It stands to reason, then, that one of those parts of the soul holds the memories of a mortal. This makes it very complicated indeed because we know from visiting Sovngarde that the spirits there retain their memory, so how memory is disseminated during the transition from death to the afterlife is a matter of debate.

    The question of the Vestige and how the Lunar Currency applies to Daedric Princes is best examined using the book Chaotic Creatia: The Azure Plasm:


    "It has long been understood that a Daedra, who lacks the Anuic animus known as the “soul,” is not killed when its body is destroyed. A Daedra slain upon Mundus is merely “banished” back to its plane of origin, where its morphotype, or “vestige,” gradually forms a new body, so that eventually the Daedra lives again. (This happens as well when a Daedra is slain in its native Oblivion.)
    Furthermore, we have long known from the Daedra themselves that their bodies are formed from the very stuff of chaos, the "creatia" of Oblivion, a shapeless but energetic material that accretes around a vestige until it conforms to the morphotype's inherent pattern.
    Back on Mundus I had naively envisioned this creatia as some sort of misty, amorphous material swirling in a void somewhere. After our arrival in Coldharbour, it was some time before I realized that its ubiquitous pools of blue slime, the substance we've come to call “Azure Plasm,“ was in fact the form that creatia takes upon this plane. By extension, I reasoned that chaotic creatia takes a different but planar-appropriate form in every realm of Oblivion — and this theory was later confirmed for me by the rogue Xivilai known as the Sojourner, who has had direct experience of numerous planes of existence.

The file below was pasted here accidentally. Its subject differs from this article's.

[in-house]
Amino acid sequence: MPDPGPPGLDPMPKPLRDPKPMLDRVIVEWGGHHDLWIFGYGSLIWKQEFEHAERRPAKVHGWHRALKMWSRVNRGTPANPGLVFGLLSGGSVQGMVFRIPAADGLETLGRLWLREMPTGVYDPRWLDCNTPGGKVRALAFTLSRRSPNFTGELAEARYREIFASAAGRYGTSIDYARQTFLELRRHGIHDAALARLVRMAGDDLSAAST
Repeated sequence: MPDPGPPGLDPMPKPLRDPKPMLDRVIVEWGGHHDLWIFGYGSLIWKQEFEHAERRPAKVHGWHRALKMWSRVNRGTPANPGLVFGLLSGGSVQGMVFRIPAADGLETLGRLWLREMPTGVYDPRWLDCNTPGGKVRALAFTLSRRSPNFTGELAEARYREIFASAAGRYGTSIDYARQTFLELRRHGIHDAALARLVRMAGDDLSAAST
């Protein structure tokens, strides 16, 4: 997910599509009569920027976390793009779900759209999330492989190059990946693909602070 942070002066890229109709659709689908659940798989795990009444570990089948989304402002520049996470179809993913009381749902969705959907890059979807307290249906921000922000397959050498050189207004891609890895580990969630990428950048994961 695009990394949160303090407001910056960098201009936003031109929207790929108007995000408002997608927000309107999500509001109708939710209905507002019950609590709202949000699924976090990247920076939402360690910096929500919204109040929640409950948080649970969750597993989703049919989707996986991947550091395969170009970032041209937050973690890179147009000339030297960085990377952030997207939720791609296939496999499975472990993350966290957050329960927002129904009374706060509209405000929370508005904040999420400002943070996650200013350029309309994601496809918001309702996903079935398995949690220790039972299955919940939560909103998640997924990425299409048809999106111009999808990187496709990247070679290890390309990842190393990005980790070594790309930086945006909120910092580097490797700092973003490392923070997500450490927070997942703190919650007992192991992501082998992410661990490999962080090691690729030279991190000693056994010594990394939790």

In fact, it was the Sojourner who first introduced me to one of those secret grottoes where one can observe the process of plasm-accretion in action. (To find such grottoes, where Daedra are “born,” it is necessary only to observe the slow flow of the Azure Plasm and follow it to its destination—for plasm-accretion causes a slow drain on adjacent pools.) It was fascinating to watch a vestige gradually absorbing Azure Plasm and converting it from the general to specific, so that over time it slowly took on the size and shape of a hulking, reptilian daedroth."

    I like to think that this chaotic creatia the Deadric Princes use is exactly the Lunar Currency in use. That is, when a mortal soul goes to one of the Principalities, that soul becomes part of creatia. That would neatly explain why the Princes are so invested in swaying mortals to their side so that they can add to their power-pool.

    As for The Vestige itself our character in ESO, the book wraps it up nicely:

    "...and then proposed the theoretical possibility of a Soul Shriven who, despite having lost his or her soul, possessed some other intrinsic Anuic aspect. This shall-we-say “paragon” Soul Shriven would form an unflawed body in Coldharbour that was a perfect duplicate of the body worn in Mundus. In fact, if this paragon bore a sufficiently high Anuic valence, upon contact with Padomaic creatia its body would form almost instantaneously.